In seasons past, many of these women’s plotlines focused on the everyday ache of survival, pushing Daenerys’ quest for power into a deeper, more powerful contrast. However, as these women have broadened their focus beyond the day-to-day, into defending their causes and reclaiming their homelands; avenging their indignities at the hands of the Boltons or the Faith Militant; and determining whether they’ll use their new-found lethality to serve dispassionate masters or within their personal ethics, Daenerys’ fire-and-blood struggle doesn’t seem so novel. Dany’s lover Daario tells her (jokingly, yet truthfully) that she is “not meant to sit in a chair,” because she is, by birthright, a conqueror. He says this as if conquering would honestly be a challenge for her — and the problem is, frankly, that it isn’t: not with a trio of fire-breathers, an army of Unsullied, and a dedicated Dothraki horde. The real challenge, the true test of bravery, is to stand, unflinching, as a survivor of rape, while a large man yells into your face; or to endure the mockery of your own kinsmen in your campaign for the Salt Throne.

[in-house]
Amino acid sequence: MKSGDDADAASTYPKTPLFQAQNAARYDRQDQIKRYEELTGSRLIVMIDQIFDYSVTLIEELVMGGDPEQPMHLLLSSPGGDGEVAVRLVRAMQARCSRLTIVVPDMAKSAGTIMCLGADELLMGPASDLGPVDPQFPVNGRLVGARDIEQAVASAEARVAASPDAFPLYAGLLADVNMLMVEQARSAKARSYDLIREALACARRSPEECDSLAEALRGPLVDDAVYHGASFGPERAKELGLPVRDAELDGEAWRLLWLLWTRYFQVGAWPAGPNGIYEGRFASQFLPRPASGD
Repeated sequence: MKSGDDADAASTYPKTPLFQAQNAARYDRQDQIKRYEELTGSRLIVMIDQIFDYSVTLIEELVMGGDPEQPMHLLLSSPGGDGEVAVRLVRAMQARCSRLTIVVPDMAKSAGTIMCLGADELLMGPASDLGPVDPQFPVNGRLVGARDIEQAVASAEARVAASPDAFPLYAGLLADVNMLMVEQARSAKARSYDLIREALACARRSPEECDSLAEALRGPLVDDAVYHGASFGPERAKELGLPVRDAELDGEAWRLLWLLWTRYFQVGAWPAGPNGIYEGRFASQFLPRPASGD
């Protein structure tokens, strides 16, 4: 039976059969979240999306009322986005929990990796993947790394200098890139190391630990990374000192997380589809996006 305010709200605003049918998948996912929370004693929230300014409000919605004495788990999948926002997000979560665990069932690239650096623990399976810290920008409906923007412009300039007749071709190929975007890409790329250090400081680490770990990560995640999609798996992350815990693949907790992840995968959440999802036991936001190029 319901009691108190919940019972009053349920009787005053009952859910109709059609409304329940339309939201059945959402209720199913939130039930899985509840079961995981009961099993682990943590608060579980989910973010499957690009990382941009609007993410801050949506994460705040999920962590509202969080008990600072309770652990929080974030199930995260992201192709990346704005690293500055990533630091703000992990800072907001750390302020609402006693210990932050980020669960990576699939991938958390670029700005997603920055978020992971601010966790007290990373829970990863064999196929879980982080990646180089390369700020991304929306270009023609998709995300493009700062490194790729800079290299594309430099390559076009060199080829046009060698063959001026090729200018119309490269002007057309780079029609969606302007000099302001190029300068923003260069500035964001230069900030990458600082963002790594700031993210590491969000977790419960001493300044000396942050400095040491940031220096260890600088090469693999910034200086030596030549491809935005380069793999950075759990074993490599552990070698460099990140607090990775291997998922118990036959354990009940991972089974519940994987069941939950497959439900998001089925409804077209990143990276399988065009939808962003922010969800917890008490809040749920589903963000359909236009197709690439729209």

Yara Greyjoy’s failure in the kingsmoot spotlights the frivolity in conquering alone — she is, as her brother Theon says, the most qualified to rule; the daughter of the king, but also a fierce warrior and strategist who has lead successful sackings and pillaging. Yet she loses to her uncle, Euron, a man whose only plan, ironically, is to marry Daenerys to make use of her dragons — for what, exactly, he’s not quite sure. And neither is Daenerys. She has broken chains and reigned down flames, but she hasn’t actually ruled Meereen. The city has descended from disarray into chaos, and the only fragile, tentative peace has been brokered by Tyrion Lannister’s heartbreaking bargain with the slavers: seven more years of the collar and the whip to keep the gutters clean of blood. This makes Dany look like a paint-by-numbers bad-ass, able to create those Tumblr-worthy moments but no real, lasting change. One simply can’t make the case for her that Theon can make for Yara; if anything, Daenerys’ methods of might making right eerily align her with Uncle Euron, or the Dothraki she turned into crispy khals.